Tuesday, January 29, 2013

The Summit

In August of 2008, 11 climbers were killed over the course of a two days on the world's second highest peak, K2. Like the 1996 Mt. Everest tragedy, stories of what happened -- and what didn't happen -- were leaked to the international press almost immediately.  And to this day, the decisions made on K2 and the stories that were built from the tragedy are still controversial.

Last year we published a review of a book about this incident. Buried in the Sky is the story of the Nepali and Pakistani guides and porters that were on the mountain during the tragedy. But as people continue to dissect this incident, more books and films are coming out about it all the time. The Summit is one of those films.

The Summit was an official selection at the Sundance Film Festival, which just wrapped up in Park City, Utah.  Here is a little information from the film's press release:

In August 2008, twenty-four climbers from several international expeditions converged on High Camp of K2, the last stop before the summit of the most dangerous mountain on earth. Forty-eight hours later, eleven had been killed or had vanished, making it the worst K2 climbing disaster in history.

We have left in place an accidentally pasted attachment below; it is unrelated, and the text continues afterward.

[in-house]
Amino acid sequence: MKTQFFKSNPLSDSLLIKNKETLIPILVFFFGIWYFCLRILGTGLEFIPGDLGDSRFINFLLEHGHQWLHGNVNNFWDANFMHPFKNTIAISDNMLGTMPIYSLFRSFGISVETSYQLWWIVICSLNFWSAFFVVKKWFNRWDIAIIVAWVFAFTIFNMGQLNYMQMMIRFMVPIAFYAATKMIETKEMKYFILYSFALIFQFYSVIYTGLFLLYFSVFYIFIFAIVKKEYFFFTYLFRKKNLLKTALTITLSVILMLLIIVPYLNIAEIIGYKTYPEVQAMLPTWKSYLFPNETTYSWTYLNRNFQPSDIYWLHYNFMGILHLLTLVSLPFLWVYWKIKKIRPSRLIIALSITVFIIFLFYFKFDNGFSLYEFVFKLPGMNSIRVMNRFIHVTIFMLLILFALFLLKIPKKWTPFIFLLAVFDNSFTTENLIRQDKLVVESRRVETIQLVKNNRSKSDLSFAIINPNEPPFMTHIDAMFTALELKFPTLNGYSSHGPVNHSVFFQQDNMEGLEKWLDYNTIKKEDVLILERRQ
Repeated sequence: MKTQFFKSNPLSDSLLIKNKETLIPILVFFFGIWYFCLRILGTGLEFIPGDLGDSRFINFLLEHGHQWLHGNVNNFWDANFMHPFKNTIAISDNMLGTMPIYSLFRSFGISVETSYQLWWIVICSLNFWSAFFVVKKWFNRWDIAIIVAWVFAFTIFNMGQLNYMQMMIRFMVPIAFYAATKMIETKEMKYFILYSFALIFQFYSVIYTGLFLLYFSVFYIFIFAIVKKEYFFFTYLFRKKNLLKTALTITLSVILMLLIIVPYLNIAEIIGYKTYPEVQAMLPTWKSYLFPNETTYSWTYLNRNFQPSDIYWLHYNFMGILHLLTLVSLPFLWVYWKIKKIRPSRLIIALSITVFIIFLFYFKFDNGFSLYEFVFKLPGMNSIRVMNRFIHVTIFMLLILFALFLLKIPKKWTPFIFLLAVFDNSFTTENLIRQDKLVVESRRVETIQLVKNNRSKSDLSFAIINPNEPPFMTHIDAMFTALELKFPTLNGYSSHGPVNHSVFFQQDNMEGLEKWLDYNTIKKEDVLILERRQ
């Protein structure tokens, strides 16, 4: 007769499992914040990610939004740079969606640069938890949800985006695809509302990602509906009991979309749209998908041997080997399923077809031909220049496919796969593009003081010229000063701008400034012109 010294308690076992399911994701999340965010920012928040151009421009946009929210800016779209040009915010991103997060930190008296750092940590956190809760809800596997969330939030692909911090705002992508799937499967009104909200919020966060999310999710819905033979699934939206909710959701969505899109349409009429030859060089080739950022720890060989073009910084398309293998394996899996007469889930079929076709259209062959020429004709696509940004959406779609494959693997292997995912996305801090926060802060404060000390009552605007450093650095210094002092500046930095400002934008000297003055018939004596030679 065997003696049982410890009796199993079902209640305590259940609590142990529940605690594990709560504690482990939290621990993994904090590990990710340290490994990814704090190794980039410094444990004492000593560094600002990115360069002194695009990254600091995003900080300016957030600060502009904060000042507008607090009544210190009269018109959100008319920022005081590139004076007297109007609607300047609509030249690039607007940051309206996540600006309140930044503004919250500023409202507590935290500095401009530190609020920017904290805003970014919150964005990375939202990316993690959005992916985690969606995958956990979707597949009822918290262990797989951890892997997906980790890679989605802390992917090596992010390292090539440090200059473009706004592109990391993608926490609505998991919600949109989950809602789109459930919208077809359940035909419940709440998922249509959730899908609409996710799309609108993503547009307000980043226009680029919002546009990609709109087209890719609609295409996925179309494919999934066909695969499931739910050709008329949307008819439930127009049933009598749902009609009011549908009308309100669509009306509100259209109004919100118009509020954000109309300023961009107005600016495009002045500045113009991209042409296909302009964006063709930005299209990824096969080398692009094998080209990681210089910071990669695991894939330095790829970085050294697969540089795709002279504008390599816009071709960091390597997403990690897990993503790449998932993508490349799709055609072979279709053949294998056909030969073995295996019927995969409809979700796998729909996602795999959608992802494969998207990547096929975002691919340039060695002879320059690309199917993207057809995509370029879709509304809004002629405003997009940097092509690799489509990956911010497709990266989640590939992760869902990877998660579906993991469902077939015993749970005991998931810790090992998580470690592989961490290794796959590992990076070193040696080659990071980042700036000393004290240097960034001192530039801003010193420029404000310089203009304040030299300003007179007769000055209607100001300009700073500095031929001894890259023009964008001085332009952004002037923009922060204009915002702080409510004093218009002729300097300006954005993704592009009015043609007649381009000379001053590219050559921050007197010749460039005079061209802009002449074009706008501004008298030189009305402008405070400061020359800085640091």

In a century of assaults on K2, only about 300 people have ever seen the view from the planet’s second highest peak. More than a quarter of those who made it didn't live long enough to share the glory, or to tell the tale. 

At the heart of The Summit lies a mystery about one extraordinary man, Ger McDonnell. By all accounts, he was faced with a heart-breaking dilemma— at the very limit of his mortal resources, he encountered a disastrous scene and a moral dilemma: three climbers tangled up in ropes and running out of time. In the death zone, above 8,000 metres, the body is literally dying with each passing second. Morality is skewed 180 degrees from the rest of life. When a climber falls or wanders off the trail, the unwritten code of the mountain is to leave them for dead. Had Ger McDonnell stuck to the climbers’ code, he might still be alive 

The Summit is about the very nature of modern adventure. Those who survive carry with them a commodity to sell— The Story. This one remains contentious and fiercely debated.

It's not clear when the film will be available at theaters or on DVD, but I would assume that we will be able to see it within the next year.

--Jason D. Martin

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